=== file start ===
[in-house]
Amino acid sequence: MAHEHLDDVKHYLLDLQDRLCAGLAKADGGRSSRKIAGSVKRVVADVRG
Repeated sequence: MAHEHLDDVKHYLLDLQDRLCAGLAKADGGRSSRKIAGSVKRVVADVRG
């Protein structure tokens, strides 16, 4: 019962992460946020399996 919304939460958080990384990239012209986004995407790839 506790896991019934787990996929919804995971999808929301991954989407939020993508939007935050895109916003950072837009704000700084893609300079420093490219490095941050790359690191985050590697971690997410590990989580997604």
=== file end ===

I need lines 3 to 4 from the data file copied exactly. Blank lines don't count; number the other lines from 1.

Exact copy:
Repeated sequence: MAHEHLDDVKHYLLDLQDRLCAGLAKADGGRSSRKIAGSVKRVVADVRG
């Protein structure tokens, strides 16, 4: 019962992460946020399996 919304939460958080990384990239012209986004995407790839 506790896991019934787990996929919804995971999808929301991954989407939020993508939007935050895109916003950072837009704000700084893609300079420093490219490095941050790359690191985050590697971690997410590990989580997604």